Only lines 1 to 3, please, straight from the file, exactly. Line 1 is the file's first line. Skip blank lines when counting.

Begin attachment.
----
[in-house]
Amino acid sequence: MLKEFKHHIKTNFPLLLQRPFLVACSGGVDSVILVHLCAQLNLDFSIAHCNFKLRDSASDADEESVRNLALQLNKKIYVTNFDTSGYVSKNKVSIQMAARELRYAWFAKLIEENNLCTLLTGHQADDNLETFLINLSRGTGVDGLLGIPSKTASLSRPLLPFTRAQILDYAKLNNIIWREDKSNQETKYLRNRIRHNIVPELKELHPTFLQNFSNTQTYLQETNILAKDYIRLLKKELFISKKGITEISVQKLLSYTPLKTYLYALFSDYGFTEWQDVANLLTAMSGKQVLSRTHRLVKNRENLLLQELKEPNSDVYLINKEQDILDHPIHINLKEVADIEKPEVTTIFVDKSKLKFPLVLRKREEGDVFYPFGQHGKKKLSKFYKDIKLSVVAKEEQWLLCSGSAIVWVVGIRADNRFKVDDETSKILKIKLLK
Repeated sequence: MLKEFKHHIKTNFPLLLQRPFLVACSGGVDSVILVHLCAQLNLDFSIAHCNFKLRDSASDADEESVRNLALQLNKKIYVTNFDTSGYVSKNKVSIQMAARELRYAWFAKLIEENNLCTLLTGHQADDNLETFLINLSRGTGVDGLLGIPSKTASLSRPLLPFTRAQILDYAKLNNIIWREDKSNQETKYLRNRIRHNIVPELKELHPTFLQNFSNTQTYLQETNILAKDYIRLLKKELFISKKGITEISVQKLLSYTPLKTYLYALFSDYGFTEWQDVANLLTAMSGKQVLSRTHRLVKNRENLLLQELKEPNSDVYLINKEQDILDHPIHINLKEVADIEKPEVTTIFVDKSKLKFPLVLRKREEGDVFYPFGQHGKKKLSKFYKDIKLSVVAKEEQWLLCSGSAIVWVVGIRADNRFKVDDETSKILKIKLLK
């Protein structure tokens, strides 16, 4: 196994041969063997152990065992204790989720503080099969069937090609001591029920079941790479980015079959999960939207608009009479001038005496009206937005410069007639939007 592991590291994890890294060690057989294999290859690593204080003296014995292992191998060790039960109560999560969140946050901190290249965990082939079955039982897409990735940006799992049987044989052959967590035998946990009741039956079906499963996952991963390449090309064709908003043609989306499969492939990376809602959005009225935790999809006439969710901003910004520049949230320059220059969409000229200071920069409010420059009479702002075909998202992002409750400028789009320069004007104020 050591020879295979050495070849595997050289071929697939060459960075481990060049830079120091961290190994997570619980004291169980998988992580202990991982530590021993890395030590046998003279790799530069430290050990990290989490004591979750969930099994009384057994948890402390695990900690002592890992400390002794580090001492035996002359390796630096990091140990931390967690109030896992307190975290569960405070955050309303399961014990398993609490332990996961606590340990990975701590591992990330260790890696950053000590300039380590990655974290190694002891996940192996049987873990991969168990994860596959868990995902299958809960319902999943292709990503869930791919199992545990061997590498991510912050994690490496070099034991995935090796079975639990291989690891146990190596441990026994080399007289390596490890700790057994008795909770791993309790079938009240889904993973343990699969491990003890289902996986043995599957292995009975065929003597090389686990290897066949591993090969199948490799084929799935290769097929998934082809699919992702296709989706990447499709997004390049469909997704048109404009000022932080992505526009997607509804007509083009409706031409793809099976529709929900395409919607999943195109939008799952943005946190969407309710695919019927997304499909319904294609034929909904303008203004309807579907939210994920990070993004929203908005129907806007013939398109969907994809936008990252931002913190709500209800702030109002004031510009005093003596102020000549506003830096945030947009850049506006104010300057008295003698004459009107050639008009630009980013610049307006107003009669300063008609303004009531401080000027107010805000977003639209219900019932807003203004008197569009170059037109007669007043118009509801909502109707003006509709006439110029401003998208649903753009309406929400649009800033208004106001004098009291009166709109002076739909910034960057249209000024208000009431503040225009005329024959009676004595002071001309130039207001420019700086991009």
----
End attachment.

[in-house]
Amino acid sequence: MLKEFKHHIKTNFPLLLQRPFLVACSGGVDSVILVHLCAQLNLDFSIAHCNFKLRDSASDADEESVRNLALQLNKKIYVTNFDTSGYVSKNKVSIQMAARELRYAWFAKLIEENNLCTLLTGHQADDNLETFLINLSRGTGVDGLLGIPSKTASLSRPLLPFTRAQILDYAKLNNIIWREDKSNQETKYLRNRIRHNIVPELKELHPTFLQNFSNTQTYLQETNILAKDYIRLLKKELFISKKGITEISVQKLLSYTPLKTYLYALFSDYGFTEWQDVANLLTAMSGKQVLSRTHRLVKNRENLLLQELKEPNSDVYLINKEQDILDHPIHINLKEVADIEKPEVTTIFVDKSKLKFPLVLRKREEGDVFYPFGQHGKKKLSKFYKDIKLSVVAKEEQWLLCSGSAIVWVVGIRADNRFKVDDETSKILKIKLLK
Repeated sequence: MLKEFKHHIKTNFPLLLQRPFLVACSGGVDSVILVHLCAQLNLDFSIAHCNFKLRDSASDADEESVRNLALQLNKKIYVTNFDTSGYVSKNKVSIQMAARELRYAWFAKLIEENNLCTLLTGHQADDNLETFLINLSRGTGVDGLLGIPSKTASLSRPLLPFTRAQILDYAKLNNIIWREDKSNQETKYLRNRIRHNIVPELKELHPTFLQNFSNTQTYLQETNILAKDYIRLLKKELFISKKGITEISVQKLLSYTPLKTYLYALFSDYGFTEWQDVANLLTAMSGKQVLSRTHRLVKNRENLLLQELKEPNSDVYLINKEQDILDHPIHINLKEVADIEKPEVTTIFVDKSKLKFPLVLRKREEGDVFYPFGQHGKKKLSKFYKDIKLSVVAKEEQWLLCSGSAIVWVVGIRADNRFKVDDETSKILKIKLLK